WORKS: Terror and Magnificence; Mistress Mine; The Three Ravens; Hunting the Hare; Rosie-Blood
PERFORMER: John Harle (saxophones, keyboards), Elvis Costello (vocals), Sarah Leonard (soprano), William Purefoy (countertenor), Andy Sheppard (saxophones); John Harle Band, Balanescu Quartet, London Voices
CATALOGUE NO: 452 605-2
How I wish I could like this disc. John Harle is a remarkable saxophone player, his intensity of sound and the extraordinary stratospheric pitches he can reach with true intonation are phenomenal. But this disc with Elvis Costello, Sarah Leonard, Andy Sheppard, the John Harle Band (a Nyman Band lookalike), Balanescu Quartet, London Voices, plus keyboards, ethnic percussion, backing vocals and ‘synthesizer programming’, is a soup. The genesis of the disc is significant: 1995 saw the South Bank invite Elvis Costello to programme their ‘genre-busting’ Meltdown Festival. Costello met Harle, mutual admiration set in and critical judgement went out. Harle wrote for Costello.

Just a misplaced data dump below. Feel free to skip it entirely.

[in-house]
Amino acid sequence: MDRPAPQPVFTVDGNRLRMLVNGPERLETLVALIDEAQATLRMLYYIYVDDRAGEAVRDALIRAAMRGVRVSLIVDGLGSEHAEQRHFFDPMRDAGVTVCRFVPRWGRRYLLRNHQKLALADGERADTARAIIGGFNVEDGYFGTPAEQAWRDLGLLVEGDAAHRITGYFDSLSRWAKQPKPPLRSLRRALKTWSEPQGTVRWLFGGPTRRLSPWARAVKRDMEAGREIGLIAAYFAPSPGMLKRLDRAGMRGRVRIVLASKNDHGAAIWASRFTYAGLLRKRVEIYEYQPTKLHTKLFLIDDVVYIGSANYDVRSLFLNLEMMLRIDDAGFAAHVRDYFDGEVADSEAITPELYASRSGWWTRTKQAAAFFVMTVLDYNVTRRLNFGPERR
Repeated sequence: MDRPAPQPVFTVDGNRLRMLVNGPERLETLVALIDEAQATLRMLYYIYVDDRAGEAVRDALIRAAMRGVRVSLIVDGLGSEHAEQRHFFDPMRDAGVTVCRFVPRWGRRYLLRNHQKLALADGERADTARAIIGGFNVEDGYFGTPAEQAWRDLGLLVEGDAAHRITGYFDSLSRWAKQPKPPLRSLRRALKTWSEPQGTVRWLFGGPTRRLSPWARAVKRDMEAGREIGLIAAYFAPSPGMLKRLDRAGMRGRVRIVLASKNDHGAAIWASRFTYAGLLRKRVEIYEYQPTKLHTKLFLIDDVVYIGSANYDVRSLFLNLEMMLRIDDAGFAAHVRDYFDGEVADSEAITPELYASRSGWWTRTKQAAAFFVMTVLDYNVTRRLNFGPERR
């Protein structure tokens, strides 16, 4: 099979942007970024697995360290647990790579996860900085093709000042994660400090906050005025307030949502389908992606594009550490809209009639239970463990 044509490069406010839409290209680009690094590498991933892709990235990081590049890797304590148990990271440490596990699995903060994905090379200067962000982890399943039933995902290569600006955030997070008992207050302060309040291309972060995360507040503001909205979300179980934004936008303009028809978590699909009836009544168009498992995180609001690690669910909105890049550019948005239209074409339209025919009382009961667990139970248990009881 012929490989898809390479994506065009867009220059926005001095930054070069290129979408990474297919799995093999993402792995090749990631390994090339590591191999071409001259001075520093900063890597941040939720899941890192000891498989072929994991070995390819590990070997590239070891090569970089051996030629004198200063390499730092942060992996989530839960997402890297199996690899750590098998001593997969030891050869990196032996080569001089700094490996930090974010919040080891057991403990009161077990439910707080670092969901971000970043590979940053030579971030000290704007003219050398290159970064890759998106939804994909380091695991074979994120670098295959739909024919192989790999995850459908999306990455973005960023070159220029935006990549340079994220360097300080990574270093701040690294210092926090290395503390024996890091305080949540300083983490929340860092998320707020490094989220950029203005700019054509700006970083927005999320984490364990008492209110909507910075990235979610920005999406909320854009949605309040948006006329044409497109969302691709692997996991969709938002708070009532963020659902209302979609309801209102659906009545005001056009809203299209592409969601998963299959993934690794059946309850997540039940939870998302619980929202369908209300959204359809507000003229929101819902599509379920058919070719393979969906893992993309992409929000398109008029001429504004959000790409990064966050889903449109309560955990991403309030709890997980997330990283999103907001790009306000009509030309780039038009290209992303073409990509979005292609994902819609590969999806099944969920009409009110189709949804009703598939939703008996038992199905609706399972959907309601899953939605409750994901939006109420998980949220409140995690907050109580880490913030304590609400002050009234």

‘I obviously don’t have a more beautiful voice than classical singers, but I may have a more affecting one for certain kinds of music.’ Well, that kind of sums it up. Costello is a popular singer suggesting that he can bring a certain something different to… what? John Harle, author of all the music (with occasional help from Pérotin), sounds terribly uneasy here. The music is desperately middle of the road, and it is a road made particularly wide in order to accommodate everyone. Every recording-studio gismo seems to have been used. Only Sarah Leonard is a star. Annette Morreau